In Lowell’s case, Trilogy approached the town to propose the development. Clerk-Treasurer Judy Walters said Lowell has a need for such housing, given that an existing nursing home in town recently expanded its building.

“It’s just wonderful because it will be in town and you’ll be able to have a loved one right here in town,” Walters said of the Trilogy project.

 

Affordable housing a challenge

A growing concern for serving the state’s aging population is the decline in public funding available to support affordable housing for low- to moderate-income seniors.

U.S. Department of Housing and Urban Development funding for public housing has decreased, and tax credit financing for projects, a major originator for affordable housing for seniors, is now more competitive, Center on Aging and Community Director Philip Stafford said.

“It’s an actual serious problem, given the changing demographics and in some ways declining wealth of the current generation of older adults, who took a real hit from the market and don’t have the equity that they did in the past that might make it easier for them to relocate to some other housing or some other environment,” Stafford said.

The Indiana Housing and Community Development Authority, which oversees the distribution of tax credits for new construction and remodeling of affordable rental housing, saw a high demand among senior projects in its latest round of funding, authority spokeswoman Emily Duncan said.

Of the 20 projects that got such tax credits this year, 14 competed in the elderly category of housing developments serving residents 55 and older, Duncan said. A local project not to receive tax credit funding from the agency was a proposed senior housing facility in Robertsdale.

In Gary, a 38-unit senior housing project — Gardens on Carolina — by Volunteers of America is in the final stages of construction. The organization is the leading nonprofit to provide affordable housing for seniors in the country, said Tim Campbell, president and CEO of Volunteers of America of Indiana.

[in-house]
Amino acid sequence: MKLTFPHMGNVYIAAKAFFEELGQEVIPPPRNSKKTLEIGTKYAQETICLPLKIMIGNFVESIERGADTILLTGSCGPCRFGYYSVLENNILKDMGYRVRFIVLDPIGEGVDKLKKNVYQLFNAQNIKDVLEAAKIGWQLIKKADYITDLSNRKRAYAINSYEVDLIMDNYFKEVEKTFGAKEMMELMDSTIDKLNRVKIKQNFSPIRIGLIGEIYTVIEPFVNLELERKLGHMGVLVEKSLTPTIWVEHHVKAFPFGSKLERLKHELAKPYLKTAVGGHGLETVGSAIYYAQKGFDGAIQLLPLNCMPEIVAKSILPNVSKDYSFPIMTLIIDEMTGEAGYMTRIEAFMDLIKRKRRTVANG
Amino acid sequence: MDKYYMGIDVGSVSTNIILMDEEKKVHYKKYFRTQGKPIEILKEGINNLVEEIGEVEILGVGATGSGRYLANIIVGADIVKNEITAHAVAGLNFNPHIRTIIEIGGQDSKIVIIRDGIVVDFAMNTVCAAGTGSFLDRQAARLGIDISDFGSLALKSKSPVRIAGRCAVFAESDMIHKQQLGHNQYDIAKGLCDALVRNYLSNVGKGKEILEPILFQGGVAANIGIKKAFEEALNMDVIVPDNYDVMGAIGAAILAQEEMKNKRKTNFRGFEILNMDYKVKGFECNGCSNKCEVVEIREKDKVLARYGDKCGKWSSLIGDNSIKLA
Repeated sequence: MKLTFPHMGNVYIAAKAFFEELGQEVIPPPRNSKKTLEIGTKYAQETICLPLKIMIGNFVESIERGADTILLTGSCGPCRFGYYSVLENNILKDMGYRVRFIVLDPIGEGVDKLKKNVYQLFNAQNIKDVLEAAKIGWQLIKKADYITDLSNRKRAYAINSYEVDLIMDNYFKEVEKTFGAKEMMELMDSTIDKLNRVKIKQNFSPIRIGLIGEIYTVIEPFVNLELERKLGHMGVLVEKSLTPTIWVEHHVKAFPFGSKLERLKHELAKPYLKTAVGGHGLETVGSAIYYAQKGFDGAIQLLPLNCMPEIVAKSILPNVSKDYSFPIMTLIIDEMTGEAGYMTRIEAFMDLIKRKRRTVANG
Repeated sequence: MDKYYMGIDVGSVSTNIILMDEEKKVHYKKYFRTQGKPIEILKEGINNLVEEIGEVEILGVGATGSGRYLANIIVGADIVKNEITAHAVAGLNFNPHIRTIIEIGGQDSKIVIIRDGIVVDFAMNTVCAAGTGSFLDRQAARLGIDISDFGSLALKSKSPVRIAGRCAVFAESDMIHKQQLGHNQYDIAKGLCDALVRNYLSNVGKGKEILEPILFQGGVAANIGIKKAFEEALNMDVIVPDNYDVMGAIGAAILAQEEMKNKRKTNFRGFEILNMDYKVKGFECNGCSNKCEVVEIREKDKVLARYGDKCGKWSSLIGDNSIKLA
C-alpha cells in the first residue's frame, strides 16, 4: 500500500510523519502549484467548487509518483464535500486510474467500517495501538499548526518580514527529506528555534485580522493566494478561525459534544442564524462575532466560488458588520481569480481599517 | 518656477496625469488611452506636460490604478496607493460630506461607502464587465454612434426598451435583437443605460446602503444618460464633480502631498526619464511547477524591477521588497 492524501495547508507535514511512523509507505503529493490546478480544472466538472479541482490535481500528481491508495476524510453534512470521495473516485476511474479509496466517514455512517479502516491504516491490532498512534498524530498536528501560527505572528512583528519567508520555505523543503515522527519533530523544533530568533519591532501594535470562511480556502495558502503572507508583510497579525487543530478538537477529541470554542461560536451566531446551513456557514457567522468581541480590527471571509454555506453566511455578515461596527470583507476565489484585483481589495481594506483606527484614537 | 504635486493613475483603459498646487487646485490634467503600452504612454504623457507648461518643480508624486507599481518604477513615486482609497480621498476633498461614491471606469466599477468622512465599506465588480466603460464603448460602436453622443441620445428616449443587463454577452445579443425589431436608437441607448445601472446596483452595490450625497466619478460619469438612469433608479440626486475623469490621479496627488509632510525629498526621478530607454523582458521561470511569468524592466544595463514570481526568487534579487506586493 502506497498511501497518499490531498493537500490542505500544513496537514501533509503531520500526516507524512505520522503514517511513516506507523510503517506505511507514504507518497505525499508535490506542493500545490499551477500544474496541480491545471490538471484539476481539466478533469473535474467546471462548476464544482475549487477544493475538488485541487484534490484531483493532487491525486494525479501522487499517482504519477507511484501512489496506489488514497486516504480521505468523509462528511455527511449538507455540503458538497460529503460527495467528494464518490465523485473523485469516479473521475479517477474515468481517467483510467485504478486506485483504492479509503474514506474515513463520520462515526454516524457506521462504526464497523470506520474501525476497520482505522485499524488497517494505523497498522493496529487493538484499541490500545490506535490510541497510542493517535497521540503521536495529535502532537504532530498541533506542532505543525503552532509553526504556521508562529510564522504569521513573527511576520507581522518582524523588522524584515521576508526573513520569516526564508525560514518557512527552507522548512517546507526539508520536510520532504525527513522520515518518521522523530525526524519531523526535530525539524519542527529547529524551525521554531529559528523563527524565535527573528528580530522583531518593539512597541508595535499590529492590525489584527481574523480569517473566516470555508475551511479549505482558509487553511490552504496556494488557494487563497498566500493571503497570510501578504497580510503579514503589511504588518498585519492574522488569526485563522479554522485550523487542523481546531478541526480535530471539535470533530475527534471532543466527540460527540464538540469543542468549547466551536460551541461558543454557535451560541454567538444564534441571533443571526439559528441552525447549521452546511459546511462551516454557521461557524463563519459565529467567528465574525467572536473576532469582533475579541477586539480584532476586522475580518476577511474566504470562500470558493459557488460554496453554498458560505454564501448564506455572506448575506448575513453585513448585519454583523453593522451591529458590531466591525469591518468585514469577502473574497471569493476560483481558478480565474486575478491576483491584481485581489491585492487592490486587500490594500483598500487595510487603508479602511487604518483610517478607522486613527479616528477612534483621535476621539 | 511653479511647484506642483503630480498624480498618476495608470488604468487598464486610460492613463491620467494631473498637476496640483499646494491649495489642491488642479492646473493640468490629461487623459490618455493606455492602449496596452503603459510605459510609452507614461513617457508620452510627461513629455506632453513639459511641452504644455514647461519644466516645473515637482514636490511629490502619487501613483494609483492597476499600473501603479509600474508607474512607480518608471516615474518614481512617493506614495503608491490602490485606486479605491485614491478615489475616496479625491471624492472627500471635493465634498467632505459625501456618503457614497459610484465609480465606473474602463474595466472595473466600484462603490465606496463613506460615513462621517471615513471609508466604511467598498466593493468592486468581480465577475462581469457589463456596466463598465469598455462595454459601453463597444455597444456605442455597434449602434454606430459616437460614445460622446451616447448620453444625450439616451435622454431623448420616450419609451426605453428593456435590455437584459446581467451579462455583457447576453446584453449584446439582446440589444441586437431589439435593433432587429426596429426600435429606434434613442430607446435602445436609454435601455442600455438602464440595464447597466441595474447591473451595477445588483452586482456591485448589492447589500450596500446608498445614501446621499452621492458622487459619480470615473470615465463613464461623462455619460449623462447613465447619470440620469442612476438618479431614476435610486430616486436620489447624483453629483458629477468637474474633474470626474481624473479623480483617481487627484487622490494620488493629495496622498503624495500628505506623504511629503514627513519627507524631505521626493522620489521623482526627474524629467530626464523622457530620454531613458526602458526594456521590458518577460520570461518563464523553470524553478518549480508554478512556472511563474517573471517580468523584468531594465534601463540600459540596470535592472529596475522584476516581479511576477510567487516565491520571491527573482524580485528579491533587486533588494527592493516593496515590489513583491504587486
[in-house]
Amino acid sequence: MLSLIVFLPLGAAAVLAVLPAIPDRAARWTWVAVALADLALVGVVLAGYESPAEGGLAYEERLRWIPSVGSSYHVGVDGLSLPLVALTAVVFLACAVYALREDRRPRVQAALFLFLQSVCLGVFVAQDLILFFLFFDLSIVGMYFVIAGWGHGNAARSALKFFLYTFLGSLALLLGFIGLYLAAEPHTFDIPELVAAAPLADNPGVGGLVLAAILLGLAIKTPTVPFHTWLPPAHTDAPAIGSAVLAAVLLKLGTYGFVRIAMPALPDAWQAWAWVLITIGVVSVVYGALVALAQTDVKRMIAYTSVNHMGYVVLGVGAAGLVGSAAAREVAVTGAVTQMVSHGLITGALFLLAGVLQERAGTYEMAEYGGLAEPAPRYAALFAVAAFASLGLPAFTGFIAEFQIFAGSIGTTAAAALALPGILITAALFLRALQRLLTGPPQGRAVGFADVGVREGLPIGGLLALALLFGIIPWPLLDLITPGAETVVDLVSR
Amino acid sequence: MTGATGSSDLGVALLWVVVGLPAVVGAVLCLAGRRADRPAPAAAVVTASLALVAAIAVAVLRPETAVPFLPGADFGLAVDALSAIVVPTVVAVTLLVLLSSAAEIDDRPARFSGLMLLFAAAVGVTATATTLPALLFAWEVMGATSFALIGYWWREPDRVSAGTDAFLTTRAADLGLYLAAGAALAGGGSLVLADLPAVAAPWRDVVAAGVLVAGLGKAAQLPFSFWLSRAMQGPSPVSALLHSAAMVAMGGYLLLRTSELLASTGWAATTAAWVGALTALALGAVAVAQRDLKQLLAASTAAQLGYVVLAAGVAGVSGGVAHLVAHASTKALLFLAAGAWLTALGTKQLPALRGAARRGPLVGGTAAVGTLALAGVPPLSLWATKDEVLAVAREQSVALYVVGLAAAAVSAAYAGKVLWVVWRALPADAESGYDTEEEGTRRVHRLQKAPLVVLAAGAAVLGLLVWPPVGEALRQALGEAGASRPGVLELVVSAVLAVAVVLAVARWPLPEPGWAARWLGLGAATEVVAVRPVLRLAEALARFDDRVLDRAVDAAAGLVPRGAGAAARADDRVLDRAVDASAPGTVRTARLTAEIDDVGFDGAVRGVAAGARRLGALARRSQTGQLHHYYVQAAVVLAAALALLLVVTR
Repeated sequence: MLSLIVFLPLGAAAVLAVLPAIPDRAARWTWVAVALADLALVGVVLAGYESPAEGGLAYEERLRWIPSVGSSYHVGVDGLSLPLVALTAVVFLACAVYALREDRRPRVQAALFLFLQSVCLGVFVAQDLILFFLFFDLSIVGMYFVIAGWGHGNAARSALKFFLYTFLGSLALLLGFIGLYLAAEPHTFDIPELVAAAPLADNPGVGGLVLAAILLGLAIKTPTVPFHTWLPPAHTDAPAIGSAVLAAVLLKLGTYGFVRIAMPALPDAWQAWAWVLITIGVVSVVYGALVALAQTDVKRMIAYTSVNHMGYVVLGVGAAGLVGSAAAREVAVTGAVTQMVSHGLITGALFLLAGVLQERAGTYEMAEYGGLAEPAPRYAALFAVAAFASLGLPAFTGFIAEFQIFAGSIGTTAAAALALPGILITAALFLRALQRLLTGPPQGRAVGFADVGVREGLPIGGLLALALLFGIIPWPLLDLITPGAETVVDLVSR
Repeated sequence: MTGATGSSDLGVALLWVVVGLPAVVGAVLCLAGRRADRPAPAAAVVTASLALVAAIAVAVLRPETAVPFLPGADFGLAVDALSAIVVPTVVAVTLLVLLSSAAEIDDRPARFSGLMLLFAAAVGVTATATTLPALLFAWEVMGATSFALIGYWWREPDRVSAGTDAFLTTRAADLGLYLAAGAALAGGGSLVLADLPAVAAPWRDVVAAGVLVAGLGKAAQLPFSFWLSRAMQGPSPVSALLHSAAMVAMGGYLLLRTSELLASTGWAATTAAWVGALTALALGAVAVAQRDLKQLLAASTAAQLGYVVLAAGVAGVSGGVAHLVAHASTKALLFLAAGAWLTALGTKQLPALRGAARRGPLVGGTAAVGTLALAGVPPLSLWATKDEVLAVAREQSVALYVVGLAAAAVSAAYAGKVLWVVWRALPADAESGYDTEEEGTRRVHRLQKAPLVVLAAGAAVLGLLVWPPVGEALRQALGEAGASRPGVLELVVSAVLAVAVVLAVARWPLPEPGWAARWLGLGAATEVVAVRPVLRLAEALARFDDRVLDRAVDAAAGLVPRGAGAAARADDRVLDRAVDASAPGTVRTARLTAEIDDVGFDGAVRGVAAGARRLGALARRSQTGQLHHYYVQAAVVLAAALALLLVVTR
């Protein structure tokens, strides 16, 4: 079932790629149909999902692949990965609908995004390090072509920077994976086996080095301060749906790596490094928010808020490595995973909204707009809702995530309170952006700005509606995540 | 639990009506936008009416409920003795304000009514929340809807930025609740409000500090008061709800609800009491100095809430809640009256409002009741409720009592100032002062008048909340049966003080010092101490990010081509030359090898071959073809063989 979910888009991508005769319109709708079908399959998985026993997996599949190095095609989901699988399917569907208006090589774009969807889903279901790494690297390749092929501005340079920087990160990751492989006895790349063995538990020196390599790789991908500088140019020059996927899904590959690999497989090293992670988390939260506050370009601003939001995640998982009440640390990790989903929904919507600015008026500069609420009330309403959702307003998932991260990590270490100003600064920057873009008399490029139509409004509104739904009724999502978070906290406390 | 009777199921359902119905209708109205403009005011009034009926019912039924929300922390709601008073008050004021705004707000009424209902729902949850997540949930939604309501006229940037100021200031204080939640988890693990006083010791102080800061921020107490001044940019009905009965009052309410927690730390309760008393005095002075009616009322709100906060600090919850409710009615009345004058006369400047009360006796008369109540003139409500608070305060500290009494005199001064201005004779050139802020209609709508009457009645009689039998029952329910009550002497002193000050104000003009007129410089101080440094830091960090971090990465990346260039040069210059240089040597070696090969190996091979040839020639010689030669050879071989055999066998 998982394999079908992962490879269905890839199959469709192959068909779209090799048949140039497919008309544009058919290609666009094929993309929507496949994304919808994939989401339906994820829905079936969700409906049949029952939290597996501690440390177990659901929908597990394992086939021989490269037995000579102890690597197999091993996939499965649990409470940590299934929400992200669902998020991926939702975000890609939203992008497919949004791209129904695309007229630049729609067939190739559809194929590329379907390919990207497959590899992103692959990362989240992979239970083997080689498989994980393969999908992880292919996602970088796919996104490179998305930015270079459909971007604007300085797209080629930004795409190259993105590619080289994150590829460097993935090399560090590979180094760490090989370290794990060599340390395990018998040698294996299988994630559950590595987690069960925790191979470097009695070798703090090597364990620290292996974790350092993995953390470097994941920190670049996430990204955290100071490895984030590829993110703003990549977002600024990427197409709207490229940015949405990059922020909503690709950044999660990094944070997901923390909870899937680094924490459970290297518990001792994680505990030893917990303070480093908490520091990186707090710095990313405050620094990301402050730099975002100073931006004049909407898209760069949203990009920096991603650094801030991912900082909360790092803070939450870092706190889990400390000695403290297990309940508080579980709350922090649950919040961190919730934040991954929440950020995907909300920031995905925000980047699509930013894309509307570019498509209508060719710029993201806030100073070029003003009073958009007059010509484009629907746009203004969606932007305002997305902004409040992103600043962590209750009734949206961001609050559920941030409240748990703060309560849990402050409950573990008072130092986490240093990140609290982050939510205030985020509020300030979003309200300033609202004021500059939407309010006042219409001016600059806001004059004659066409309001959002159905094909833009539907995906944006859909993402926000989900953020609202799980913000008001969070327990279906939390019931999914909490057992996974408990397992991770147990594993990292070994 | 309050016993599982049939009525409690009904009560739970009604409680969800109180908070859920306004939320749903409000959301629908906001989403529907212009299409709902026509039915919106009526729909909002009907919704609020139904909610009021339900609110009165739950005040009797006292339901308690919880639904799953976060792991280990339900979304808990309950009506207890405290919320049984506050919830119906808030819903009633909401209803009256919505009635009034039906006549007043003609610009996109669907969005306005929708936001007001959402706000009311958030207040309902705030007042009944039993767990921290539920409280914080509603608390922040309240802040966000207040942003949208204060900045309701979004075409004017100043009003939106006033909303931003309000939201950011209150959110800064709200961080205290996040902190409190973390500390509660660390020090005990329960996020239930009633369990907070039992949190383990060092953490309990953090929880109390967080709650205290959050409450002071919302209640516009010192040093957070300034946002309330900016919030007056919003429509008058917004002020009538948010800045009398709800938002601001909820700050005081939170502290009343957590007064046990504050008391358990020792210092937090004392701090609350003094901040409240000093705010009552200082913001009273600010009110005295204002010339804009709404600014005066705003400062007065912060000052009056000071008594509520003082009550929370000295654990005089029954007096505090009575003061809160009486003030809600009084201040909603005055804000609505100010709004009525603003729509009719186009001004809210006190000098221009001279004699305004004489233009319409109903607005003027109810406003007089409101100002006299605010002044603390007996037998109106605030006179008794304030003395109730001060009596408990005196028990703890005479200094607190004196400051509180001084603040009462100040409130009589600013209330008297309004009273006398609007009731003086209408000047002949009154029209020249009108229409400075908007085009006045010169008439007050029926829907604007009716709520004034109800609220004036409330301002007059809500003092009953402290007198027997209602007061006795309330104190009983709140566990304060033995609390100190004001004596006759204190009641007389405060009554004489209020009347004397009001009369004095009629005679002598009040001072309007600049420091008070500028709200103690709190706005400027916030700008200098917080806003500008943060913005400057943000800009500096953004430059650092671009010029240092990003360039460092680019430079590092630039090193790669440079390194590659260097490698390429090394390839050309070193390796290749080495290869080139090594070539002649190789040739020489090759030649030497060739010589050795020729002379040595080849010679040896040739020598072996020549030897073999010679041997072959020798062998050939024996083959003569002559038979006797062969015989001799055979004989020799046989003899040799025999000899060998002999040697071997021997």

“With the aging of the baby boomer generation, we see this as a real area of focus,” Campbell said. “There are going to be so many individuals go into retirement not financially prepared, and having the availability of low-cost, decent housing is something we think many folks will need.”

In trying to address that need, some communities have developed policies that privately developed housing must set aside a percentage of units that meet affordability standards, Stafford said.

 

Aging in place

A February report by the Bipartisan Policy Center found the United States is unprepared to handle the needs of seniors, who want to “age in place” by staying in their own homes and communities. Among the commission’s recommendations was better coordination of federal programs, which deliver housing and health care services to seniors, according to an executive summary of the report.

Municipalities are increasingly dedicating HUD funds to help seniors who want to “age in place.” In Hammond, the city uses some of its HUD funding to help residents install ramps and widen stairs to make them more accessible for walkers.

Seniors Helping Seniors, based in Porter and LaPorte counties, matches seniors to caregivers to help with cooking, cleaning, transportation and yard work. The business aims to bridge the gap between a senior choosing to remain at home and eventually moving to a care facility, owner Vickey Kelver said.

“Most people want to stay in their home,” Kelver said. “That’s the goal of most people.”